Many sprawling new housing developments consist of houses on concrete slabs, including in regional areas – Kingaroy, Atherton, Roma. Those houses are easy to air-condition, but people must miss having that extra space underneath; and sometimes new house slabs go under floods even before building begins.

In Townsville, since the construction of the Ross River Dam upstream, hundreds of new houses have been built on low land; and when extreme rainfall in early 2019 forced the release of water from the dam, many hundreds of them were flooded, to the despair of their owners.

New houses, Townsville, 2019 floods thenewdaily.com.au

In the older houses on stumps anything under the house was wrecked, but the living areas were spared.

An older, high-set house, Townsville floods 2019 news-mail.com.au

Nowadays, people often decide to lift their houses up high and build in underneath. Perhaps you own an old house near the river and want to lift the living space above flood level, or you’ve bought a house in town and moved it out on to a block of land in the country. You’ll need to check the building regulations. If you want to build in under your house, you will need to allow 2100mm minimum ceiling height for utility rooms and hallways, and 2400mm for living spaces; and you’ll need to replace those old hardwood or concrete posts with steel.

Old houses that have been hoisted up high on steel posts look silly, like a long-legged lady with her skirts hitched up. That’s until they’ve been built in underneath, painted grey and white and turned into lush “Hamptons” style dwellings that look great on a real estate website.

A house at Tennyson, close to the flood-prone Brisbane River, lifted high and ready for renovation

I ask my grandson Jim if there is anything hazardous about being under his house, with its old concrete posts a little under regulation height. Maybe snakes or spiders?  

He puts his hand on a beam perfectly positioned for hitting your head.

“Just this,” he answers wryly.

Our Burketown house was a government-built dwelling, regulation height. Under the house was dirt and gravel, with a meat-ant nest in one corner, but there were clothes wires strung between the steel posts. Washing hung there at night would be dry by morning.

The concrete-floored laundry was down there, with concrete tubs and a gas-fired clothes boiler. It also held our 32-volt wringer-style washing machine, powered by a generator with storage batteries in a shed down the back.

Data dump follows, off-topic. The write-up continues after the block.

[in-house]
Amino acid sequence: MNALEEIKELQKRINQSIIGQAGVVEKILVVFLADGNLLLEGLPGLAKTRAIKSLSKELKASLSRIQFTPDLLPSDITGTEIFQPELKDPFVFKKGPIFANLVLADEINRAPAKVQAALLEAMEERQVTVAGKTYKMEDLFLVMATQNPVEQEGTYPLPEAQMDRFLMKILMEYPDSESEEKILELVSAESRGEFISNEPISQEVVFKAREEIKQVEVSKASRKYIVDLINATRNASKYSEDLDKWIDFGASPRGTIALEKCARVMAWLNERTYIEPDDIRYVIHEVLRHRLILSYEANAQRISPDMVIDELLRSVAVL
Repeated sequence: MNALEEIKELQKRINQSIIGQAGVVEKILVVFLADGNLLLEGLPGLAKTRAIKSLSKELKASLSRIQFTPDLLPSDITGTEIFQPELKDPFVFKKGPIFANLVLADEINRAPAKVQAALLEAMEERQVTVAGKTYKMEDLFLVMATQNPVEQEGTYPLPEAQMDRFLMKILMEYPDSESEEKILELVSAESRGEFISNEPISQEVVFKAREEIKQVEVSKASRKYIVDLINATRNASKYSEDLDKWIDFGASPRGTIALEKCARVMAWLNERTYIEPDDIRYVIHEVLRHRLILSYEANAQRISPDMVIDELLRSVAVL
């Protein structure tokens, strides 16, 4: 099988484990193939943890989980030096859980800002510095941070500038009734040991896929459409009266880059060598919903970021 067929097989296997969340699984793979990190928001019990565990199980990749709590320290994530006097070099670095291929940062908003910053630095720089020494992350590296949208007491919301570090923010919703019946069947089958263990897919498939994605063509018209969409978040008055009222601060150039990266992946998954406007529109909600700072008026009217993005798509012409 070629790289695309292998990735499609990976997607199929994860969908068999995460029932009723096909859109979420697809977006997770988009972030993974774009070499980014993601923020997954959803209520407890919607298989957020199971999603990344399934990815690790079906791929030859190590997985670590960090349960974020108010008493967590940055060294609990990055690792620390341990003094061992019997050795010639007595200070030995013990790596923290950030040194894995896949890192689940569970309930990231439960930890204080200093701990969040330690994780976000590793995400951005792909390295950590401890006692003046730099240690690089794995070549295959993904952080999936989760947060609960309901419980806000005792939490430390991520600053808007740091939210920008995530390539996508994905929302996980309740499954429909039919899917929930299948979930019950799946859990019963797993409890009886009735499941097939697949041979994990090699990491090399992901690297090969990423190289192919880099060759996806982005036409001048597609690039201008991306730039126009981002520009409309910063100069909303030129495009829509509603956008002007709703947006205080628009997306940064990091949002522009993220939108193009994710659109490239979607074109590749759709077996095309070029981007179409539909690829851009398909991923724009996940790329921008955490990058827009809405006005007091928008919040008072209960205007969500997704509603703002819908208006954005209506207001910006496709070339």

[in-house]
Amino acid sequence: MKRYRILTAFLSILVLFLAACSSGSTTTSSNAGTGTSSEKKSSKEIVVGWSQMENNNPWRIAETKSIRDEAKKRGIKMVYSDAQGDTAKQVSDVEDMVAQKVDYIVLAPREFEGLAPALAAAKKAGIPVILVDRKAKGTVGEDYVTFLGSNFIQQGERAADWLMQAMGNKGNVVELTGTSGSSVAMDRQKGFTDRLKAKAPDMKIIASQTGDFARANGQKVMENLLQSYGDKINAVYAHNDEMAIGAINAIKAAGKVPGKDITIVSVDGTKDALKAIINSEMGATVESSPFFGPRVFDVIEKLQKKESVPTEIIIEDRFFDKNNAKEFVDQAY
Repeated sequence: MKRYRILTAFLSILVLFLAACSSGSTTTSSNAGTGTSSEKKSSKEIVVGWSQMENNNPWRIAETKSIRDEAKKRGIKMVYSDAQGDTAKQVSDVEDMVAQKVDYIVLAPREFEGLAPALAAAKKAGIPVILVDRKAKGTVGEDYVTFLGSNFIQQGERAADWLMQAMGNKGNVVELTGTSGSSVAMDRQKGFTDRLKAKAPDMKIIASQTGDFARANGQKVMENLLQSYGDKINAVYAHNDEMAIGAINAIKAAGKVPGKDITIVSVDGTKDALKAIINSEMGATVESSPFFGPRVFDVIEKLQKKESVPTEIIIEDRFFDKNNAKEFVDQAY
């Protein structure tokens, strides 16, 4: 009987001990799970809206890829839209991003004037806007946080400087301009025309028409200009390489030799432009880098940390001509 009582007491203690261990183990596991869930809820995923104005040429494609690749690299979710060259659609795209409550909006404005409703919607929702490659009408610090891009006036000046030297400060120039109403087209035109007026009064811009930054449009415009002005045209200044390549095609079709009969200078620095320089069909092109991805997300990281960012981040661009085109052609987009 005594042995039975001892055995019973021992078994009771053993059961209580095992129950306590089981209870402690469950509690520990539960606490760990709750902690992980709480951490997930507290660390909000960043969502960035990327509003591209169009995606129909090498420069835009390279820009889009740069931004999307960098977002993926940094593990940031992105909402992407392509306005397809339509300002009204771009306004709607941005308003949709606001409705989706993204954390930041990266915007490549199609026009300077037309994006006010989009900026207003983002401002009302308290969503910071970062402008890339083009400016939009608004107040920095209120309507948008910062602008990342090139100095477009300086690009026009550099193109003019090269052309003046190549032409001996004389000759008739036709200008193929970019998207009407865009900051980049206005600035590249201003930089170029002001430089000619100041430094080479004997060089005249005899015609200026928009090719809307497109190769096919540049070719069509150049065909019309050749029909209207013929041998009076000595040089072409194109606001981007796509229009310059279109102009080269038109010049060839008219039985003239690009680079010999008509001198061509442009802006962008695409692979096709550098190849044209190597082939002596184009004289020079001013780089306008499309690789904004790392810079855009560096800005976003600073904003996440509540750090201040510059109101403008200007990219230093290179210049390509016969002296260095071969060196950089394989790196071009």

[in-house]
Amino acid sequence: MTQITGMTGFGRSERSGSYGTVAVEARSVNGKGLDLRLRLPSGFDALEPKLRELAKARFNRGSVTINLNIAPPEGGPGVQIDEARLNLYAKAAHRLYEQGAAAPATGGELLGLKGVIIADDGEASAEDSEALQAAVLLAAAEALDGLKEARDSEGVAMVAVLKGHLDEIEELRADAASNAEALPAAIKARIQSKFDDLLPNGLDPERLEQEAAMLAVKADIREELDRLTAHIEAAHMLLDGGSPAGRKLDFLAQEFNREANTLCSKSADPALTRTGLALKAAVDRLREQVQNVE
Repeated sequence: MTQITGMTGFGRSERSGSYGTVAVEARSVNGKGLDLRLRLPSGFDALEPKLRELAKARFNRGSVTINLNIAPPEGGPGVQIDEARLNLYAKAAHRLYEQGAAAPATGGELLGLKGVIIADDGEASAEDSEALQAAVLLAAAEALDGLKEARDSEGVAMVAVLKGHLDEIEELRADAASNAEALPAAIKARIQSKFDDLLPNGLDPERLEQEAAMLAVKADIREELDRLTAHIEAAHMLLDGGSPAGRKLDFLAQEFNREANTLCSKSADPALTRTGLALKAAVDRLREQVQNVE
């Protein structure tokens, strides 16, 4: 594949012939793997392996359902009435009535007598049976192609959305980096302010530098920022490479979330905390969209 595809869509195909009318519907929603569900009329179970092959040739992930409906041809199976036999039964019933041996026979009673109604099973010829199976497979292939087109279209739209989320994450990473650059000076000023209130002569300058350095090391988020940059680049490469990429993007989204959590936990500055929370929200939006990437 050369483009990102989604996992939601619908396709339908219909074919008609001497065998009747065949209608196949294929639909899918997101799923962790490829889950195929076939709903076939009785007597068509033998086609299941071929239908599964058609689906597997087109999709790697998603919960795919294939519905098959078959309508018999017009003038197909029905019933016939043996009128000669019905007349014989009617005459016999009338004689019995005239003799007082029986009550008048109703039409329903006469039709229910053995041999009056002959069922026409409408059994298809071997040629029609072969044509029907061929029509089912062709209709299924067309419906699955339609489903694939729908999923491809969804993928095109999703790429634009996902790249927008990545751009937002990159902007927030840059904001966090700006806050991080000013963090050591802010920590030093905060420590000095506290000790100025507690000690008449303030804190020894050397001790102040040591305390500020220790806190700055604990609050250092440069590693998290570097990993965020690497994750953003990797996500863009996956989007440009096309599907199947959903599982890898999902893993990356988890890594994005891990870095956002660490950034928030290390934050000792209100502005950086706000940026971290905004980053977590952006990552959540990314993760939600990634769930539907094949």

A wringer-style washing machine, like ours

One night I left a load of sheets in the machine, soaking in the rinse water, and in the morning went down to put them through the wringer before hanging them out to dry.

During the night, a big green tree frog had hopped into the water. The first I knew of it was the sight and sound of that frog disappearing feet-first through the wringer rollers.

A frog being crushed in a wringer makes a horrible noise.

It had gone through before I had time to click the rollers apart.

I told Marg from down the road about it, sitting on the back steps with a mug of tea.

“That’s nothing,” said Marg, a typical frankly-spoken Gulf Country local.

“I heard of a woman who got her tits caught in a wringer.”

Not so difficult to imagine in the heat of the Tropics, where many a woman, reaching a certain age, decides that a bra is unnecessary torture. In the Gulf Country I heard so many bizarre and unbelievable stories that turned out to be true I decided I might as well just believe the lot; including this one.

Snakes, mozzies, cane toads, floods, concussion – and the wringer.

“Under the house” is a fine Queensland institution, but it has its hazards.


[1] “Brisbane”, Matthew Condon. 2010. UNSW Press, Sydney

Innisfail

The air feels different here in the Wet Tropics. The sun is hotter, it’s more humid, and in the wet season mould grows on everything.

The hilly town of Innisfail, ninety kilometres south of Cairns, is situated at the junction of two beautiful rivers: the North Johnstone and the South Johnstone. No one swims in them. This is the home of the Johnstone River crocodile, otherwise known as the freshwater crocodile or freshie, which doesn’t eat people; but the saltie, or saltwater crocodile, does eat people – and it also inhabits these rivers.